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Cellular Politics: Mail Bag


Prop. 71, the California initiative on stem cell research is going to generate plenty of debate, comment, and mail.
Here’s a note from Roger Hudgins who is writing in response to my eWeek column. I’ll have lots more to say on this topic, particularly after Ron Reagan speaks at the Democratic Convention this week. But feel free to join in. Rules for getting posted are pretty simple: be polite and concise and try to add to the argument, not repeat what’s been said. Here’s Mr. Hudgins:

“One disturbing aspect to your presentation of the Stem Cell issue in California is that you appear to characterize all opponents of fetal stem cell research as ‘conservatives’ – conjuring the stereotypical picture of ignorant religious zealots, and such. I think the truth is that you will find the opposition to fetal stem cell research (and I emphasize the ‘fetal’ here, as there is no opposition to adult stem cell research that I am aware of) encompasses folks from a broad political spectrum.
I applaud you when you state, ‘Stem cells can be cultivated from umbilical cord blood, but more typically they are created in laboratory settings and taken from days-old human embryos.’ At least you state correctly that this research concerns human embryos, something that some reporters prefer to avoid. However, you then fall into mischaracterization with your next sentence: ‘Prop 71 would permit the creation and destruction of those sorts of cells in state labs.’ This implies creation and destruction of the stem cells only, when, as I assume you know, it really means the creation of human life and then destroying that life in order to harvest those cells. Your carefully worded description appears to obscure that truth upon which pivots the entire ethical issue.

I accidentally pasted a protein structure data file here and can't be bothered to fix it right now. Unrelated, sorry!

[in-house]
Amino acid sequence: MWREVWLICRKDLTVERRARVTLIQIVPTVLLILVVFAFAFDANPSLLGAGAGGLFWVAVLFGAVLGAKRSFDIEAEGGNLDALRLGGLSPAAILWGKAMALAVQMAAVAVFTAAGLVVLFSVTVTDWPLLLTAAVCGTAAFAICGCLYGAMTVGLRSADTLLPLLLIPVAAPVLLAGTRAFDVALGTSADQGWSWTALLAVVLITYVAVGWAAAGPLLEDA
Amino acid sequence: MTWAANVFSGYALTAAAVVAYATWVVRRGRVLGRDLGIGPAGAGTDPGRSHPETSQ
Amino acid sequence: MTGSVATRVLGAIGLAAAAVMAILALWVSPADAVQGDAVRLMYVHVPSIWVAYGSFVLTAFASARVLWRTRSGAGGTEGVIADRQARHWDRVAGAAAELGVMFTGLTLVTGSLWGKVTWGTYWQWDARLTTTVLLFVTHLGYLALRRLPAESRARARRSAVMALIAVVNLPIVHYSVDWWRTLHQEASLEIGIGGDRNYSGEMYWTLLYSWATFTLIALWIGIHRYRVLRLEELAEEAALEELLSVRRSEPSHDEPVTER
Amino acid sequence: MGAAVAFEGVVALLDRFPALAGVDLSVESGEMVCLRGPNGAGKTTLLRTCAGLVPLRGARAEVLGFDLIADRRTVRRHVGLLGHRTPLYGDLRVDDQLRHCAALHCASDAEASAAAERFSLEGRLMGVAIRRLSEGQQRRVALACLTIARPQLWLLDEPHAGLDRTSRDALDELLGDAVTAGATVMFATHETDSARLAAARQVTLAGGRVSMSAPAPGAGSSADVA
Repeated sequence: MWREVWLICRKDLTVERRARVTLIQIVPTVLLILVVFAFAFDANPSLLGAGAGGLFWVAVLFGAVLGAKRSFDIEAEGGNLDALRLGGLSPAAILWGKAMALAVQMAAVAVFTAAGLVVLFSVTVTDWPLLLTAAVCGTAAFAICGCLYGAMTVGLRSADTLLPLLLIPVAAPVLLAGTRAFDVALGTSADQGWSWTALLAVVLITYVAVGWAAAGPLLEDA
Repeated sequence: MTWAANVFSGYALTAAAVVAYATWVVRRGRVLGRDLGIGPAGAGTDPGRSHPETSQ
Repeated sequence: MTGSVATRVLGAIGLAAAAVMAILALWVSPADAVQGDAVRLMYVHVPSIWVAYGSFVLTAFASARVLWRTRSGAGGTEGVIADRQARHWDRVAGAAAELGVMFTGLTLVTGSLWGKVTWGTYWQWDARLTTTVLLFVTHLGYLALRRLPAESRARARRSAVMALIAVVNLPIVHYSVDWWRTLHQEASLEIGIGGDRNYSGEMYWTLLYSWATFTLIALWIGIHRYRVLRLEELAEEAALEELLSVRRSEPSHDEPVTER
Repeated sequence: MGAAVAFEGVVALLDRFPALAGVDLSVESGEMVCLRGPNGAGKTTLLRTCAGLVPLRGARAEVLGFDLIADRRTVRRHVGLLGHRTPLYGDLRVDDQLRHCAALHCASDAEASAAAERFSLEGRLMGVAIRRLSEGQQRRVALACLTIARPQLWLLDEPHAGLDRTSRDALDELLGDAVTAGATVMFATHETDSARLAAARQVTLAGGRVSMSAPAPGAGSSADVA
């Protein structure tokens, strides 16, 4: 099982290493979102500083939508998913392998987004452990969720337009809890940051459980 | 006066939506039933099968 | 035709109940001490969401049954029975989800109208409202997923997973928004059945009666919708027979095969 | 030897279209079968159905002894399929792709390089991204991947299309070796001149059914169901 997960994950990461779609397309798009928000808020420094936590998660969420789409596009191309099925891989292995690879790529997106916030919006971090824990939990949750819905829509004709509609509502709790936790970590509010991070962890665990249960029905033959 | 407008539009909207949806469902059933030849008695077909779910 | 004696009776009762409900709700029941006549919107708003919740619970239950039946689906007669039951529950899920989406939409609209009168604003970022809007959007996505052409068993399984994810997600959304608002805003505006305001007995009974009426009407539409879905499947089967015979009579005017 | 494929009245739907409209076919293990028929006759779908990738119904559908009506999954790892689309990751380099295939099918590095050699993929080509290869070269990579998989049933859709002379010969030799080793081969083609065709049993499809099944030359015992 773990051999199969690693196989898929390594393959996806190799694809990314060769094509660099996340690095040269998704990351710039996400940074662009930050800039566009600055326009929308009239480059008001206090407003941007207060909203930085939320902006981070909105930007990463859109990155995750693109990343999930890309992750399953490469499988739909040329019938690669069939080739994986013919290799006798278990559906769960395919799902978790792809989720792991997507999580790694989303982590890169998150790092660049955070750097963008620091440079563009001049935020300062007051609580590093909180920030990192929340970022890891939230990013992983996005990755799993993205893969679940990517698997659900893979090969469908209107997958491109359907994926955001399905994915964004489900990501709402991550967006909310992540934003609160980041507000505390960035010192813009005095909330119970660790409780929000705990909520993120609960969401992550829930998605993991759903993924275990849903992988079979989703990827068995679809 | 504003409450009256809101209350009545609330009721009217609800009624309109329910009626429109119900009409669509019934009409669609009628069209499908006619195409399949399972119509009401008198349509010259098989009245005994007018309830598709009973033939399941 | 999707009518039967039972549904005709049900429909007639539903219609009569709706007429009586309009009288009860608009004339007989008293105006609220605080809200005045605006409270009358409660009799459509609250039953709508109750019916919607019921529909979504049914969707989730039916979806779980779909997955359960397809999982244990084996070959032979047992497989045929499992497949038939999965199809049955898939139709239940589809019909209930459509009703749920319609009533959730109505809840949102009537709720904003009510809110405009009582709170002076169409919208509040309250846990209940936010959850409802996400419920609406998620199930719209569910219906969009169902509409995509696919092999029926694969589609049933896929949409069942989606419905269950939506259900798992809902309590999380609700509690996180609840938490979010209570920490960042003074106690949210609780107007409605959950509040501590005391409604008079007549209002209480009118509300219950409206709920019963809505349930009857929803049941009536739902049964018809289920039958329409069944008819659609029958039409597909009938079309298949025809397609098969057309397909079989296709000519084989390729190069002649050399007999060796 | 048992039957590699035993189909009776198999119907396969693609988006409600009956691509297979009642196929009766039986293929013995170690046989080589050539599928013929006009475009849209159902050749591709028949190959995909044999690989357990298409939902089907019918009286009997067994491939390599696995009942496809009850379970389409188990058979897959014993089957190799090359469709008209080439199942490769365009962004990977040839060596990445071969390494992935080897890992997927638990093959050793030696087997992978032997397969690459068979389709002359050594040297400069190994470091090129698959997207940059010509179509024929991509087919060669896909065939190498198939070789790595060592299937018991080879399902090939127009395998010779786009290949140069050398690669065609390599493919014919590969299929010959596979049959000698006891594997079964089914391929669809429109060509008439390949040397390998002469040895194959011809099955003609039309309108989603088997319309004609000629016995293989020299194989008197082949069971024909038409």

Use of adult stem cells have already produced effective therapies, and hold the added benefit of avoiding tissue rejection problems since the cells used in the therapies usually come from the patient herself. There is no moral issue here. Let’s throw all the resources we can into adult stem cell research.
Those of us fortunate enough to engage in this type of debate were not, obviously, subjected to having our own stem cells harvested, to our demise, while we were embryos. And somehow, having survived longer than those unfortunates, we are tempted to place more value on our lives than theirs. Everyone desires to see the horrors of Parkinson’s, MD, ALS, diabetes, etc. eradicated. But we must not do so at the expense of other humans whose value and right to live are equal to our own and our loved ones.
And I speak here with some investment in the issue…my own son is disabled, and I have two nephews with a form of Muscular Dystrophy. I would give almost anything to see them healthy and “normal” – almost anything except stealing life from another innocent.”

Share  Posted by Chris Nolan at 6:38 PM | Permalink

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